These include: continuity of carer, so that each woman has the same midwife or the same pair of midwives from her first antenatal appointment to after her baby is born; moving midwifery into the community with midwifery-led units; and also making evidence-based information on birth options and birth interventions more readily available.

If we also had national care standards that were evidence-based, set and enforced by a body equivalent to the UK’s National Institute of Clinical Excellence, along with a national framework document for the development of maternity services, she adds, “we would have services to be proud of rather than the current pig in a poke which is being handed to women in Ireland”.

'It was the trust I had with the midwife that led to my natural birth'

Pregnancy and motherhood seemed an “extremely daunting task” to Carol McGowan the first time around, but a friend recommended the midwifery-led unit in Our Lady of Lourdes Hospital in Drogheda. She went for a booking appointment and was told she was an “ideal candidate” for the unit as she was perfectly healthy. From then on her antenatal visits were either at her GP’s surgery (where she mostly saw the practice nurse) or with the midwives. There was none of the usual waiting for hours in a crowded room of pregnant women, for a few minutes with a consultant.

“If you made an appointment for two o’clock in the midwifery-led unit, you would be seen at two o’clock,” says McGowan, a lecturer in social care at Dundalk Institute of Technology. “In my mind, birth is a normal healthy process and I didn’t need doctors. I was really hoping I would never see a consultant as I knew I would be moving to a risk category if I did.”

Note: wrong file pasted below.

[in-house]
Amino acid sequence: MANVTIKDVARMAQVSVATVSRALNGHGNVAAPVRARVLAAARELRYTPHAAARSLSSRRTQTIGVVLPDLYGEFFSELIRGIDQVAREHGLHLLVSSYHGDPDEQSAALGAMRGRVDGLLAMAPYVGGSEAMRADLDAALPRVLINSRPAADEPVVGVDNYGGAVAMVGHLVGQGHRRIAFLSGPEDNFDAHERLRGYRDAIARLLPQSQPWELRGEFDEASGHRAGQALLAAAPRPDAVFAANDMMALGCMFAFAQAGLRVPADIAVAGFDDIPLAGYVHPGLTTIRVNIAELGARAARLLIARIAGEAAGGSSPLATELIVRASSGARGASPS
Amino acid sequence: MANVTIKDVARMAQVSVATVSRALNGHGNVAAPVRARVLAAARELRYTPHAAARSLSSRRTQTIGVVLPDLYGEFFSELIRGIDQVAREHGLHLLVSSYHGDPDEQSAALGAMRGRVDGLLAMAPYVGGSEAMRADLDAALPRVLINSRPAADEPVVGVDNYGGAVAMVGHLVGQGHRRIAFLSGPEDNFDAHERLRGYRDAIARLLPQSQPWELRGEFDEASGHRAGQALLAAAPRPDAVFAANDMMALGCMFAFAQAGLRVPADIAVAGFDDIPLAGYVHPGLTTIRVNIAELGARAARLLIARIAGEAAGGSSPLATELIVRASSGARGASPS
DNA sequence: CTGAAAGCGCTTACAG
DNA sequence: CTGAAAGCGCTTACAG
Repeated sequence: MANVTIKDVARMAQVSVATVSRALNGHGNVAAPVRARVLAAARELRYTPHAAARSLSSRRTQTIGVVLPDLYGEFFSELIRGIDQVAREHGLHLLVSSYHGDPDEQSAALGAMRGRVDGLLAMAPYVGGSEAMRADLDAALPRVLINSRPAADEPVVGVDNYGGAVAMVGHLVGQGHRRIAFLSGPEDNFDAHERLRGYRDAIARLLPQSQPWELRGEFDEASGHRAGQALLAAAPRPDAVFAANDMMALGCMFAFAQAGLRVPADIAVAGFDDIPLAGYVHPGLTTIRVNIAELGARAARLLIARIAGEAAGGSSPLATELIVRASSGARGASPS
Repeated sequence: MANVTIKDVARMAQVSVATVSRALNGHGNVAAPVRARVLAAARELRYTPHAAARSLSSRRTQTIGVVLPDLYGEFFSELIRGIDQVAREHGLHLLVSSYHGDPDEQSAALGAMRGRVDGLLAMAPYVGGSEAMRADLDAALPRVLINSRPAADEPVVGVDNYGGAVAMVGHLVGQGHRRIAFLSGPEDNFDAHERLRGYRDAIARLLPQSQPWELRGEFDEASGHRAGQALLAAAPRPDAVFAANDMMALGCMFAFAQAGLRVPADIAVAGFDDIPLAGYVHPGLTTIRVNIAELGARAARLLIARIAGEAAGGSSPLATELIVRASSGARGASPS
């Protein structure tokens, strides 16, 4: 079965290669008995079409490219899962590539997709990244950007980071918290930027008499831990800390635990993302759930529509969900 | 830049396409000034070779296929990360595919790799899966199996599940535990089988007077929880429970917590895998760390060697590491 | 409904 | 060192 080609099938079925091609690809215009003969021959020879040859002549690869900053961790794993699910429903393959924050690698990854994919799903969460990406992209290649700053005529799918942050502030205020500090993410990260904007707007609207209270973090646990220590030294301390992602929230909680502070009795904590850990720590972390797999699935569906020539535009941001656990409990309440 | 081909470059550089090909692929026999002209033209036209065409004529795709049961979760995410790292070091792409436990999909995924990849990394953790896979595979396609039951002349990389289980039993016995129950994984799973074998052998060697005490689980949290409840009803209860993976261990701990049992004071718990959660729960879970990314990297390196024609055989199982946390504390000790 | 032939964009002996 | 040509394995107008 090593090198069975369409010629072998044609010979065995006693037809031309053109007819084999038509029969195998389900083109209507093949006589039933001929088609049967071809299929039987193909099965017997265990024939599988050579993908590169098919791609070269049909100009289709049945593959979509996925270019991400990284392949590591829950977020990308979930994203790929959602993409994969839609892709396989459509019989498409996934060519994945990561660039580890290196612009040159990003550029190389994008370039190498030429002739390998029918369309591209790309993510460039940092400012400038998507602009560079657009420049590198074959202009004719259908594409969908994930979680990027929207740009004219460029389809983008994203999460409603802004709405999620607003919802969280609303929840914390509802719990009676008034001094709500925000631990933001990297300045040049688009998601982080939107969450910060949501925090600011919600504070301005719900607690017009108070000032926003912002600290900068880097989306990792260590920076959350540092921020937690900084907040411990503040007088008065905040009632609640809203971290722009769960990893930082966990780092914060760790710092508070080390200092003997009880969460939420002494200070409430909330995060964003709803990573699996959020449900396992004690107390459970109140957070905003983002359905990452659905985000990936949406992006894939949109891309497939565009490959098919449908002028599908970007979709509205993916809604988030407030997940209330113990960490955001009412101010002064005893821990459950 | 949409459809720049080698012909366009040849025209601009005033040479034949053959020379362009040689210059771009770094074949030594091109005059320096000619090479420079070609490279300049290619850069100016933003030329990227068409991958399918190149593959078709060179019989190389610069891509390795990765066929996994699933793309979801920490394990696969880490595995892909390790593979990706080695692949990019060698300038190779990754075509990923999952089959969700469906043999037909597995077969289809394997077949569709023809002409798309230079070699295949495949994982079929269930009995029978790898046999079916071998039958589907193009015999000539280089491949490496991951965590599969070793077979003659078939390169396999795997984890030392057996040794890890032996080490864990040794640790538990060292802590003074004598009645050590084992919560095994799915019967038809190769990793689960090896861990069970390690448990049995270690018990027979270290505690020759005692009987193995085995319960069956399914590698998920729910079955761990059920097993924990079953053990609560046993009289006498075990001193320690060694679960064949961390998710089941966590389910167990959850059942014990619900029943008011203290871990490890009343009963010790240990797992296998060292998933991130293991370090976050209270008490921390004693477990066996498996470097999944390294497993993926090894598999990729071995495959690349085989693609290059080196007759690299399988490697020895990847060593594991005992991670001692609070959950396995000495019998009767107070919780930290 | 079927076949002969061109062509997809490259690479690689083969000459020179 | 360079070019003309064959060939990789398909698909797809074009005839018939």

The midwives made her feel valued. “I felt really empowered as a woman. I built a relationship with the midwives and it was very likely I was going to have one of them assisting at the birth.” She could talk to them anytime if she had any worries about the pregnancy, and “normal ambivalence about motherhood was discussed in a way that was so empathetic and considered”, she says. “It was such a holistic service, and my husband Aidan felt so welcome there.”

Embarking on a journey of the unknown, did she worry that there would be no epidural available from the midwives? “Well, no – I knew it was on the next floor,” she points out. Women can be transferred to the consultant-led unit within minutes for medical reasons or if the pain becomes too much and they opt for an epidural.

When she went to the hospital in labour in the early hours of Friday, July 13th, 2007, she was the only patient in the midwifery-led unit. The birthing pool was “fantastic” for pain relief, she says. “The whole thing was really supportive of my natural birth, and I had a bit of gas and air near the end,” before delivering Aoibhín at 1.55pm.

Afterwards, McGowan was on a natural high “that went on for about five weeks. I felt amazing. It was the trust I had with the midwife that led to my natural birth,” she adds. “The birth happened within a relationship and that is what I think a lot of women are missing out on.”

Two years later she very happily did it all again – this time with an independent midwife at home – and gave birth to Moya, who is now six months old.

35%of women did not attend antenatal classes

3%rated their antenatal care as “poor” but

22%thought the care they received after birth was poor

Figures from What Matters to Yousurvey by the Association for Improvements in the Maternity Services, Ireland